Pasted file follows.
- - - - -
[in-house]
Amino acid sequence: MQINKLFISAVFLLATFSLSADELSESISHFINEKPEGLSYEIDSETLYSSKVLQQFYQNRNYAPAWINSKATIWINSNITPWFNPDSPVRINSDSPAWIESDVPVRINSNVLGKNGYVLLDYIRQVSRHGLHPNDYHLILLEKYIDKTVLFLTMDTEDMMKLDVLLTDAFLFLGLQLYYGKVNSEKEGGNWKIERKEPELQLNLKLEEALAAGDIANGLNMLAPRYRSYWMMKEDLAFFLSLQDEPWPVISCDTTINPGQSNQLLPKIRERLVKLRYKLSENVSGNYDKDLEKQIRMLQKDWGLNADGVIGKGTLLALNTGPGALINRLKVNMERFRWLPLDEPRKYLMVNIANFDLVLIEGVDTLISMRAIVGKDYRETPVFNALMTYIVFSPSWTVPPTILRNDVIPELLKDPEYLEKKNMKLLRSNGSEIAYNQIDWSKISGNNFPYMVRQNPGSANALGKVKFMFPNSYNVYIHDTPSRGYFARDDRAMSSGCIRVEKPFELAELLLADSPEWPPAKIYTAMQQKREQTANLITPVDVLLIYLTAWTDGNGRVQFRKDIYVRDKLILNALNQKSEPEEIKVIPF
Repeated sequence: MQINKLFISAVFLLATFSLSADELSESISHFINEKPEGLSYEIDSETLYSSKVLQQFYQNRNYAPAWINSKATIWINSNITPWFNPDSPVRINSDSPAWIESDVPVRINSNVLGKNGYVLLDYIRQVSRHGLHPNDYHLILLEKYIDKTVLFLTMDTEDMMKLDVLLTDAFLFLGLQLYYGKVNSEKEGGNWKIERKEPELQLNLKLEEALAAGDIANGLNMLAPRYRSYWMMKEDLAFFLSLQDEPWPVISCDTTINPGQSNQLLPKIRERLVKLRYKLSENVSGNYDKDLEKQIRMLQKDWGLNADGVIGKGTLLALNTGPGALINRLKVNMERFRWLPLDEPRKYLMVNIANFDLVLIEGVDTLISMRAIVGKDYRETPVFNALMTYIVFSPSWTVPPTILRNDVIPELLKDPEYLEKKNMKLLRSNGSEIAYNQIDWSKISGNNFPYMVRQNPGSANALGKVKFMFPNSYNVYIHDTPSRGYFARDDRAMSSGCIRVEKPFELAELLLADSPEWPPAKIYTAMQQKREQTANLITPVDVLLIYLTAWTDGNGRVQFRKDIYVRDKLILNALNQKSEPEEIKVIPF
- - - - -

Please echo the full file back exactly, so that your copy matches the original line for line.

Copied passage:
[in-house]
Amino acid sequence: MQINKLFISAVFLLATFSLSADELSESISHFINEKPEGLSYEIDSETLYSSKVLQQFYQNRNYAPAWINSKATIWINSNITPWFNPDSPVRINSDSPAWIESDVPVRINSNVLGKNGYVLLDYIRQVSRHGLHPNDYHLILLEKYIDKTVLFLTMDTEDMMKLDVLLTDAFLFLGLQLYYGKVNSEKEGGNWKIERKEPELQLNLKLEEALAAGDIANGLNMLAPRYRSYWMMKEDLAFFLSLQDEPWPVISCDTTINPGQSNQLLPKIRERLVKLRYKLSENVSGNYDKDLEKQIRMLQKDWGLNADGVIGKGTLLALNTGPGALINRLKVNMERFRWLPLDEPRKYLMVNIANFDLVLIEGVDTLISMRAIVGKDYRETPVFNALMTYIVFSPSWTVPPTILRNDVIPELLKDPEYLEKKNMKLLRSNGSEIAYNQIDWSKISGNNFPYMVRQNPGSANALGKVKFMFPNSYNVYIHDTPSRGYFARDDRAMSSGCIRVEKPFELAELLLADSPEWPPAKIYTAMQQKREQTANLITPVDVLLIYLTAWTDGNGRVQFRKDIYVRDKLILNALNQKSEPEEIKVIPF
Repeated sequence: MQINKLFISAVFLLATFSLSADELSESISHFINEKPEGLSYEIDSETLYSSKVLQQFYQNRNYAPAWINSKATIWINSNITPWFNPDSPVRINSDSPAWIESDVPVRINSNVLGKNGYVLLDYIRQVSRHGLHPNDYHLILLEKYIDKTVLFLTMDTEDMMKLDVLLTDAFLFLGLQLYYGKVNSEKEGGNWKIERKEPELQLNLKLEEALAAGDIANGLNMLAPRYRSYWMMKEDLAFFLSLQDEPWPVISCDTTINPGQSNQLLPKIRERLVKLRYKLSENVSGNYDKDLEKQIRMLQKDWGLNADGVIGKGTLLALNTGPGALINRLKVNMERFRWLPLDEPRKYLMVNIANFDLVLIEGVDTLISMRAIVGKDYRETPVFNALMTYIVFSPSWTVPPTILRNDVIPELLKDPEYLEKKNMKLLRSNGSEIAYNQIDWSKISGNNFPYMVRQNPGSANALGKVKFMFPNSYNVYIHDTPSRGYFARDDRAMSSGCIRVEKPFELAELLLADSPEWPPAKIYTAMQQKREQTANLITPVDVLLIYLTAWTDGNGRVQFRKDIYVRDKLILNALNQKSEPEEIKVIPF